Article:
Education

News in Brief: A Washington Roundup

May 02, 2001 1 min read
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Bush Approval Rating Shaky
In Scholastic’s Internet Poll

President Bush has some work to do with the 5-foot-and-under demographic, at least according to an unscientific poll from the children’s publishing company Scholastic Inc.

Just 47 percent of those responding to Scholastic’s Internet poll by last week said they approved of the job Mr. Bush has done during his first 100 days in office. The polling site on the Web did not specify a maximum age for respondents, so some adults could have slipped in responses among the 95,000 or so votes.

Mr. Bush has done better in recent polls among adults, with typically just over 60 percent saying they approve of the job he’s doing.

Mr. Bush has tended to get more votes among men than women. Not so in the Scholastic poll, in which 64 percent of the girls gave him a thumbs up. Just 27 percent of the boys approved of his performance so far.

—Ben Wear


Cohen To Become Aspen Institute Fellow

Former Clinton administration education aide Michael Cohen will take his expertise to the Aspen Institute, the think tank announced last week.

Mr. Cohen will be a senior fellow in the Aspen, Colo.-based group’s Program on Education in a Changing Society. He will work on projects such as high school leadership, the student-achievement gap, and urban schools. The institute is known for its work on global issues and social policy.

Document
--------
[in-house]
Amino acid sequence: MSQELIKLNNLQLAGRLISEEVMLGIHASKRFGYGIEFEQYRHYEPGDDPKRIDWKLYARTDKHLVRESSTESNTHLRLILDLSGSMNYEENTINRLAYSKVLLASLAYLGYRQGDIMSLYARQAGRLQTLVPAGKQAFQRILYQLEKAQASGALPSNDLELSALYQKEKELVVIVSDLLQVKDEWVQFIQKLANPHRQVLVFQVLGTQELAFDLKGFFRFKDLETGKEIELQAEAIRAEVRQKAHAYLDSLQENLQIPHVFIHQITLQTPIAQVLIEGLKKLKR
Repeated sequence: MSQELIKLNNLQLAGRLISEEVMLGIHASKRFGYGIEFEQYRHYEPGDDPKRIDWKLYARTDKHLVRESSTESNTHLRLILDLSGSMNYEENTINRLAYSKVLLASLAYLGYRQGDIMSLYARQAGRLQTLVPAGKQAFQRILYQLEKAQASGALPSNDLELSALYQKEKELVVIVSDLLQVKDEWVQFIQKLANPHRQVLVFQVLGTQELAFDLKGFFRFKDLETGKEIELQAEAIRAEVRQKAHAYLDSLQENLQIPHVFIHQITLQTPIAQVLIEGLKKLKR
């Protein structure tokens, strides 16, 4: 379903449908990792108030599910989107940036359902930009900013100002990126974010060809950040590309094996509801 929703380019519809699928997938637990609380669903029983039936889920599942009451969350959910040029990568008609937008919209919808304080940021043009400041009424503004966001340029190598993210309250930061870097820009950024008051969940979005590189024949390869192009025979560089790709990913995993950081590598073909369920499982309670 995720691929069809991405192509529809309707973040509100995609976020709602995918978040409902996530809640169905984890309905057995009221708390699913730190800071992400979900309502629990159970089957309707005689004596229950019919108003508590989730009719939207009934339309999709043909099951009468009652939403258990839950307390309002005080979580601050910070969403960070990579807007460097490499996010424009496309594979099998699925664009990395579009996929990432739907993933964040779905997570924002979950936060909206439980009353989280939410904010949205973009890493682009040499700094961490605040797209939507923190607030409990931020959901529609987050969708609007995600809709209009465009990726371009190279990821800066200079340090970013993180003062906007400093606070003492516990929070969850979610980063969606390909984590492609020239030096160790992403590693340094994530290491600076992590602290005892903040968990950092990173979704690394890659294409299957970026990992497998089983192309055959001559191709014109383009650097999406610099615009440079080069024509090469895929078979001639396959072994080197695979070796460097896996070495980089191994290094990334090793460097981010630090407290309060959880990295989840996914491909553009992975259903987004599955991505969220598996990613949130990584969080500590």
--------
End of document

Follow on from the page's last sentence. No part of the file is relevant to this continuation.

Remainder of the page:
Mr. Cohen held a variety of jobs in the Department of Education and the White House during President Clinton’s eight-year tenure. He served as an education adviser to Mr. Clinton and had a stint as the department’s assistant secretary for elementary and secondary education.

He was instrumental in such policy initiatives as the administration’s push to hire 100,000 new teachers.

Before joining the Clinton team, Mr. Cohen’s career included work as the education policy director for the National Governors Association

—Joetta L. Sack

A version of this article appeared in the May 02, 2001 edition of Education Week as News in Brief: A Washington Roundup

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